Warm, soothing and golden – honey is an old favourite in our modern world. Shelves stacked with creamy set or dripping orange colours, ready to spoon onto desserts, ooze onto toast or to create a magical, healing drink. Make sure you grab a jar, any one, as you journey around the supermarket.
It is 10 years since I was asked to first wrote a series of articles on bees which I have seen extracted in snippets in features and blogs, comments which were made to point out the irony rehashed as ‘bee facts’. I have even seen a line in a magazine article purporting to be from a ‘well-known environmentalist’ (which I am not). From a PR or journalistic perspective, you could say the campaign-style articles were a success. It delivered results and exposure, and the articles even developed a life of their own.
But measurement and evaluation, as the theorists and PR strategists tell us, are not just about retweets, column inches or plaudits. What behaviour was actually changed, what goal did it achieve or is it making a difference or deepening understanding? Public relations and journalistic principles can have a lot in common. They both, to quote the old BBC adage, exist to inform, entertain and educate.
What behaviour did the campaign change?
In the public, not-for-profit and corporate social responsibility arm of the business world, campaigns – be they PR or journalist-initiated – can improve understanding, challenge misconceptions and alter behaviour in the short and longer term. They can even change their direction and as history has shown put understanding and behaviour into a complete spin (yes, pun intended).
It is five years since the Women’s Institute added its voice to the growing campaigns to raise the plight of the honey bee in 2009 and in 2014 the WI has been calling for a bee action plan. In 2007, mainstream ‘The Bee Movie’ film spurred greater interest in bees and more than a passing nod to their connection to the survival of the human race and the planet itself through its strong animated campaigning message. The film, with voices of A-listers like Renée Zellweger, has been back on our screens over the last few weeks and led to social media conversations on bees’ survival. I was asked by a radio interviewer on whether public perception and action about bees has changed enough to no longer need worrying about, meaning I suppose, the campaign is now dead, and is there a new campaign about doom and gloom for the planet? To prepare for the interview and a review of communications, I wandered around the range of supermarket and local shops expecting to see the understanding of bees that had been seen following the last major national and cross-organisational push on the plight of the bees. I searched for information on encouraging bees in your garden, and found that many had not been updated in years or deleted. The interviewer was right – public perception has changed.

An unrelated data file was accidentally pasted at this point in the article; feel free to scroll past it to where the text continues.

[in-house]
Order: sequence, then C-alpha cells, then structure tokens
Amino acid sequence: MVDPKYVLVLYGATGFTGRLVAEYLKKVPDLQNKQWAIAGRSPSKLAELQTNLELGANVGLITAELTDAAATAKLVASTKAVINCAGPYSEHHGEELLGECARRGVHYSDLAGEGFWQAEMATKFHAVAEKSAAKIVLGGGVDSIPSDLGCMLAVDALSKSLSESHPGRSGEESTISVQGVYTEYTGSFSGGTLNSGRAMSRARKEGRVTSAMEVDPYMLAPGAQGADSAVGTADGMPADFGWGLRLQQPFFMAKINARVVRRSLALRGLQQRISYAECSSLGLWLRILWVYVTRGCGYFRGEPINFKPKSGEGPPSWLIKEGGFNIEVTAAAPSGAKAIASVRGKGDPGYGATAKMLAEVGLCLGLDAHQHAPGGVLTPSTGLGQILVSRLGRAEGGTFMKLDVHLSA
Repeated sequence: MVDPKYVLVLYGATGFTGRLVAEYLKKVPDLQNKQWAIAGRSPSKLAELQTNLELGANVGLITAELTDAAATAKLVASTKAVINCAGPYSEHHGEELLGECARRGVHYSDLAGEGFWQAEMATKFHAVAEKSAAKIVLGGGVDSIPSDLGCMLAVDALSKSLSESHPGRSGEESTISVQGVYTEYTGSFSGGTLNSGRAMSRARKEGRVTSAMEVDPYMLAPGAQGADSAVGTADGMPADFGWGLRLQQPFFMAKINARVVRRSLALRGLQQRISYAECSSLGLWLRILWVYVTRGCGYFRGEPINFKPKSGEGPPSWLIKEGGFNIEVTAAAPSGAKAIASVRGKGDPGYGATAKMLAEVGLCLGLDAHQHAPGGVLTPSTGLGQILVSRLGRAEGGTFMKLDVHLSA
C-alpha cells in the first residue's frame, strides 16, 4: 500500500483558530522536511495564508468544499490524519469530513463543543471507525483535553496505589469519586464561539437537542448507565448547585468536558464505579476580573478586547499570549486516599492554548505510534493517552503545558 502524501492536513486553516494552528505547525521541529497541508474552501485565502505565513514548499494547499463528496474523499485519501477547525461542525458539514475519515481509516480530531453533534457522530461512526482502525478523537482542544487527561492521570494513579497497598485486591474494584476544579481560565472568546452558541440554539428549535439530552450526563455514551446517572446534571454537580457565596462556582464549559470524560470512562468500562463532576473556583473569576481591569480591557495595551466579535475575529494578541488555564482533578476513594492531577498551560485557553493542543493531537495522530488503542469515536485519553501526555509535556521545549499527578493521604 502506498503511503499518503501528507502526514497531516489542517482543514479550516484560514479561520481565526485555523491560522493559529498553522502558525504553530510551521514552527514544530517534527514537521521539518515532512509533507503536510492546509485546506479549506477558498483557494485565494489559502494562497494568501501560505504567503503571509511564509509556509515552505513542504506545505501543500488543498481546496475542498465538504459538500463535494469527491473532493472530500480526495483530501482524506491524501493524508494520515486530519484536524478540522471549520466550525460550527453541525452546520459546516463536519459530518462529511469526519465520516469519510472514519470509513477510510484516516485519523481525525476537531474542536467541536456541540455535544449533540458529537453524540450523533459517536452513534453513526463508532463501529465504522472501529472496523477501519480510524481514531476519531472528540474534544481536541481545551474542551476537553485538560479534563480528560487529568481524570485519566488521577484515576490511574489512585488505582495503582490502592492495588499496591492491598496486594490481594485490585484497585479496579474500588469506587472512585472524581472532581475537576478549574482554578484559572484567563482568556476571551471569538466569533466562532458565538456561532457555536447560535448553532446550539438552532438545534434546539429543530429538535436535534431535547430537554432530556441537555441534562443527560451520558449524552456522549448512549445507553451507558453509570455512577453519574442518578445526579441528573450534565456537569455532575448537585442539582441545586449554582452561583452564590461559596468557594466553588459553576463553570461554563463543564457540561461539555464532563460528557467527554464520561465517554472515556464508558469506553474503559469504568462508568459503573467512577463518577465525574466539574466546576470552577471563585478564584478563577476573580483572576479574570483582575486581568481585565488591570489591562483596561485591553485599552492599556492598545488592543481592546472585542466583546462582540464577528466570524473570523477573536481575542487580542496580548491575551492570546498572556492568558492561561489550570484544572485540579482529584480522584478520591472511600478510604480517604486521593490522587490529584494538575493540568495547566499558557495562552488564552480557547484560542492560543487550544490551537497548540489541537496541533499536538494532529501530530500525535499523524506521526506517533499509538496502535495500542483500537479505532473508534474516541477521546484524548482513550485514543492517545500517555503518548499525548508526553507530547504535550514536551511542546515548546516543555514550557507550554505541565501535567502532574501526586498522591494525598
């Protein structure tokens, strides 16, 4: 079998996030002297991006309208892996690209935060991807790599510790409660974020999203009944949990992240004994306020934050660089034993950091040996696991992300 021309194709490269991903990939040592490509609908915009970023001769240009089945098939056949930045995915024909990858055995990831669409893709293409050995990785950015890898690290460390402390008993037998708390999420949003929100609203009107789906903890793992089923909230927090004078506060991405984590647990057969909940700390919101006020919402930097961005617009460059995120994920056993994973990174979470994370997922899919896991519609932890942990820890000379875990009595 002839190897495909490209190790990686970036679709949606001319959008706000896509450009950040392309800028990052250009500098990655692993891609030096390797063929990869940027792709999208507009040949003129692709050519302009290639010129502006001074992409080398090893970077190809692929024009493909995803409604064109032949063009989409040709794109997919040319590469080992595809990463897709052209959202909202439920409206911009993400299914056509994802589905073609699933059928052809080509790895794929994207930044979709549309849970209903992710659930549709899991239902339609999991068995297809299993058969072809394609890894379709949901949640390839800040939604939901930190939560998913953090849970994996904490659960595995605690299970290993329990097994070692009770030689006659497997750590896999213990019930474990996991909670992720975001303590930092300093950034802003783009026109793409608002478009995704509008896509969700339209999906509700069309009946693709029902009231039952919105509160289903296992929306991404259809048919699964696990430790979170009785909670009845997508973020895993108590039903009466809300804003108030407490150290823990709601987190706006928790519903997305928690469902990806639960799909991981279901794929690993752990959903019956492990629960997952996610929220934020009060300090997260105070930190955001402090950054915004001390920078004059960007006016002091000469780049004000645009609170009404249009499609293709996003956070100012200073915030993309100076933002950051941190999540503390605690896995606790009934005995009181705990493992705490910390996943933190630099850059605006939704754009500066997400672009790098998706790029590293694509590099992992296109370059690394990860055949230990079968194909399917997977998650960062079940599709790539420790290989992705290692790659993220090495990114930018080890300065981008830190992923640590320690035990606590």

Bees have been largely forgotten again. This shows how important it can be to provide campaigns with a long term legacy and opportunities for future activity if there are long term objectives or a need for ongoing behaviour change. In the supermarkets and some of the smaller shops, I struggled to find a jar of honey which came solely from the UK, never mind from a 50 mile radius. Most bottles proudly displayed that their contents were a mix of EU and non-EU honey. As Barry the bee said in the film: “No one works harder than bees”. Without bees and pollination, food crops would be in jeopardy. How soon we forget!
How will our communications campaign make a difference?
As communicators, how often do we think, ‘how has or will our campaign make a difference, and just as importantly, how will it build on what is already out there or contribute to or inspire what will follow’? What questions will it make someone ask who reads it in 1, 5 or even 10 years time? That used to be the strength of a campaign seen in long-running journalistic features and charity PR stories. Will it make people go away and think, and will that thinking lead to action now or in the future? Will it last more than tomorrow’s Twitter summary?
Copyright is important. I could take action against the plagiarism or crow about how often the words have been reused, but how would these things affect the important story itself? If like Barry the bee in ‘The Bee Movie’, we just focus on a short term objective (winning back the honey credit from man accidentally leaving the planet to die) through just counting the ‘column inches’ or the latest measurement trend, do we lose sight of the bigger picture and therefore fail to see the vision for a campaign which can grow and really result in ongoing change?
My suggestion to the next generation of ‘Be-e campaigns’, is to find ways of keeping the message alive past the initial energy of the campaign and leave ways for both future communicators and the public to build on the story. If we all looked at our past campaigns, what would we want people to still be talking about and changing their behaviours in response? Bee campaigns would certainly be on my list.
Plan Bee – Co-operative’s campaign and links to ‘The Pollinator’ game app
Daily Telegraph’s Bring Back Bees campaign (2010 article)